I should add that you should consider the beam of the boat when comparing wakes. Many I/Os have a wide beam and the wake is much wider than an older hull ski boat which tend to have narrow beams in comparison. We ride much farther back behind the Malibu than the I/O.
Old     (mjmurphy53711)      Join Date: Mar 2004       05-17-2005, 5:03 AM Reply   
im not sure i agree with that stephen.....i ride 70ft behind inboards (75 behind the xstar) and 70 behind gordons 19 ft. io with a 6ft beam.....and at 70 ft behind my dads 24ft io with an 8 ft beam......very different wakes, but dropping the downside of all of them none the less
Old     (bob)      Join Date: Feb 2001       05-17-2005, 8:11 AM Reply   
I dont know Ryan it seems more people now seem to agree that an I/O can produce a good pull. You admit you have no experience behind an I/O that is as equally prepared as your V but go ahead and trash them "you can find plenty of older inboards down on the money that will blow the doors off a regal wake. save yourself the headache of having to upgrade in a year and start with the right boat, the first time"?? Im just glad i dont have to try to convince myself that i made a bad choice and should have spent an extra 10k or worse bought that mobius i was looking at in 2001 that rode harsh and could not produce the wake i have. Oh thats another thing for sure in favor of D and V is the resale value. See i still do point out the disadvantages. :-)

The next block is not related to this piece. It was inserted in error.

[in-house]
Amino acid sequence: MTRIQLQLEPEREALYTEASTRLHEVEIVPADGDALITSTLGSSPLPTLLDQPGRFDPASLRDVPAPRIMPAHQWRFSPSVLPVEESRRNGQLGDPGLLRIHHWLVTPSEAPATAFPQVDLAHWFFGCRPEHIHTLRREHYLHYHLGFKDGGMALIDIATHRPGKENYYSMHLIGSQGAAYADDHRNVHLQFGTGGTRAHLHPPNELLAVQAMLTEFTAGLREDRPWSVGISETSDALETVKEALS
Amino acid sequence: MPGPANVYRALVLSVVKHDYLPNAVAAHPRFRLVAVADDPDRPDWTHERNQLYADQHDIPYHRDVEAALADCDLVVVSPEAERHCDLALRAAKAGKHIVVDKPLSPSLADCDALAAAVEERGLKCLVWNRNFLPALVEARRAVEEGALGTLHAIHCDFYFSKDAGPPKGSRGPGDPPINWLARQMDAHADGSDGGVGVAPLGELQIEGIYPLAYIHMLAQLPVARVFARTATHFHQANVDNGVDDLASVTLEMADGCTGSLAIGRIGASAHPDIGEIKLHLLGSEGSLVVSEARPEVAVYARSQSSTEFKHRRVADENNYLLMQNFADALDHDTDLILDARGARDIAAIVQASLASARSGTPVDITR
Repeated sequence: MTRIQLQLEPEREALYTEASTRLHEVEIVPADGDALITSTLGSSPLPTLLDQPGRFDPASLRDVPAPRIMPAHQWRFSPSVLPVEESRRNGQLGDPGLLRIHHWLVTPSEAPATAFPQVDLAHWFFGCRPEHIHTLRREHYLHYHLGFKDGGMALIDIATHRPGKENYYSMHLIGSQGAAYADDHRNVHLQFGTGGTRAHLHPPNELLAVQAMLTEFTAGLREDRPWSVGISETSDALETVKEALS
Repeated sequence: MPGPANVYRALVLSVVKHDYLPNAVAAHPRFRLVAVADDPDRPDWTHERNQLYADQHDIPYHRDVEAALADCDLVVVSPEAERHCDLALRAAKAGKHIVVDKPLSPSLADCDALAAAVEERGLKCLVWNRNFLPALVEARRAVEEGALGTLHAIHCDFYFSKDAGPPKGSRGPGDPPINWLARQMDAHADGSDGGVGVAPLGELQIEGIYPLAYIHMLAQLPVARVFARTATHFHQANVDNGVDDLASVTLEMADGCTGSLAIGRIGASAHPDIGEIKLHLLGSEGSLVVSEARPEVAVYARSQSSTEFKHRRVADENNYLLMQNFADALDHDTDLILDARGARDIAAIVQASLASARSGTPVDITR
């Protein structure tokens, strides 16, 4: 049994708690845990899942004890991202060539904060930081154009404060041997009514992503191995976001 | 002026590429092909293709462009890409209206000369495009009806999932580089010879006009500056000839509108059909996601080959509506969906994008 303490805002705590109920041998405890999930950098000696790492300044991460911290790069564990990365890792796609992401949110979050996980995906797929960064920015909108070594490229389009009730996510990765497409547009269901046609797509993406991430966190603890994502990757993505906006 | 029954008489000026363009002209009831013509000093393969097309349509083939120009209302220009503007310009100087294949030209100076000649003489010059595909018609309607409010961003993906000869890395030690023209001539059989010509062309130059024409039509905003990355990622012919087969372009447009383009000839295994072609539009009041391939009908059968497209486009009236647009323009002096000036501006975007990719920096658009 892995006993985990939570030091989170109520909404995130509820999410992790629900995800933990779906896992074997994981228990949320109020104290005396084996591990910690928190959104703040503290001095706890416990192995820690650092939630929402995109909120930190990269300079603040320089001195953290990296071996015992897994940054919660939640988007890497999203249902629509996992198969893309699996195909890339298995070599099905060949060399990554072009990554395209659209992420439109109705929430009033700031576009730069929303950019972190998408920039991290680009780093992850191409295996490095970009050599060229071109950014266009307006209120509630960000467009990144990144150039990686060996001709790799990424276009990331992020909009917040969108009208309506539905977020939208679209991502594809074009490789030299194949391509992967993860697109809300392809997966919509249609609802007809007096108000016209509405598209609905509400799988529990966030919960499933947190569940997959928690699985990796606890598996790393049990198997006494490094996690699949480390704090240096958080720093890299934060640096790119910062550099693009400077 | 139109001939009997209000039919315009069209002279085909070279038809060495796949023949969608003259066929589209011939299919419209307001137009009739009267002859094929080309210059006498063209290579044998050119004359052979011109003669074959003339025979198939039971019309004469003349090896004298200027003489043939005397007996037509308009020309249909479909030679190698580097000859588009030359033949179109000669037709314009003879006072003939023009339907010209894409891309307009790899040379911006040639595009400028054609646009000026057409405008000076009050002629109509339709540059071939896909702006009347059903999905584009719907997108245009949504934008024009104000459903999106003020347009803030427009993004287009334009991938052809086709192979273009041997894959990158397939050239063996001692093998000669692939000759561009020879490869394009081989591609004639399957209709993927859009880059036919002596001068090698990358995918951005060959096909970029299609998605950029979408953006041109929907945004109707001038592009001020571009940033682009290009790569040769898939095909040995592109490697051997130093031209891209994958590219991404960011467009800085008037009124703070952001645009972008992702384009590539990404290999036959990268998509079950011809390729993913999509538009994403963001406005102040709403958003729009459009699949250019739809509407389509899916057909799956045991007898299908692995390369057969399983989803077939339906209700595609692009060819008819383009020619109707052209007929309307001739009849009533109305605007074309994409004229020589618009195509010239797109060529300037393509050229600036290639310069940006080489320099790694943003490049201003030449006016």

Oh another thing im not taking it personal im just trying to get this guy some information other than "oh dont but an I/O they suc". Ive been posting on here for a while now and have always said to have a decent wake behind an I/O you MUST add certain things that you also MUST add to an older D drive so the point is you could buy a newer I/O for the same price as an older D spend the same on upgrades to make it a wakeboard boat and have a boat that handles rough water better then most V drives. Disclaimer here is that i would not recommend buying an untested I/O hull for wakeboarding just like if you were looking for an older D you would do some research to find a better shape hull.
Old     (h20jnky)      Join Date: Mar 2003       05-17-2005, 8:55 AM Reply   
touche' bob...

i applaud your efforts with attempting to convert me and you definitely need to get out of the sim and start selling these things, you are relentless and would probably make a killing...